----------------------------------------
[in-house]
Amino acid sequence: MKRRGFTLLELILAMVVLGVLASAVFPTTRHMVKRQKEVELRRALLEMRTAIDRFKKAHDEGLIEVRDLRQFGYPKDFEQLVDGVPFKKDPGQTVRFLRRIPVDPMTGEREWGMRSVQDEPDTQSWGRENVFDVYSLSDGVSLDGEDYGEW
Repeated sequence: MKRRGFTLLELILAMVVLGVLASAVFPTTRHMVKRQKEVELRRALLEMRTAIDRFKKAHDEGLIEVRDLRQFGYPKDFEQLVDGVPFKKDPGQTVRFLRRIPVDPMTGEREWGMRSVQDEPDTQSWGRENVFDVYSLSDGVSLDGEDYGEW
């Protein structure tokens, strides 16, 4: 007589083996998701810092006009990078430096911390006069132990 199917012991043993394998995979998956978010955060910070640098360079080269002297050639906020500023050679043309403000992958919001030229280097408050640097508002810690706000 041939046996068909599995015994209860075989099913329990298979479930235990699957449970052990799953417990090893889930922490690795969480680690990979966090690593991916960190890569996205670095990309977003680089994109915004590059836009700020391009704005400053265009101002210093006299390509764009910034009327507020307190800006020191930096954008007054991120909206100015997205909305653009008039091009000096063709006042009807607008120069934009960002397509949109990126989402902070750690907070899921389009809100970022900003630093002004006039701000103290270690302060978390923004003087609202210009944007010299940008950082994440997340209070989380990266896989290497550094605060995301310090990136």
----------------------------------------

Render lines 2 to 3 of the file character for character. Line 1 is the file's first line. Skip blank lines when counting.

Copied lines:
Amino acid sequence: MKRRGFTLLELILAMVVLGVLASAVFPTTRHMVKRQKEVELRRALLEMRTAIDRFKKAHDEGLIEVRDLRQFGYPKDFEQLVDGVPFKKDPGQTVRFLRRIPVDPMTGEREWGMRSVQDEPDTQSWGRENVFDVYSLSDGVSLDGEDYGEW
Repeated sequence: MKRRGFTLLELILAMVVLGVLASAVFPTTRHMVKRQKEVELRRALLEMRTAIDRFKKAHDEGLIEVRDLRQFGYPKDFEQLVDGVPFKKDPGQTVRFLRRIPVDPMTGEREWGMRSVQDEPDTQSWGRENVFDVYSLSDGVSLDGEDYGEW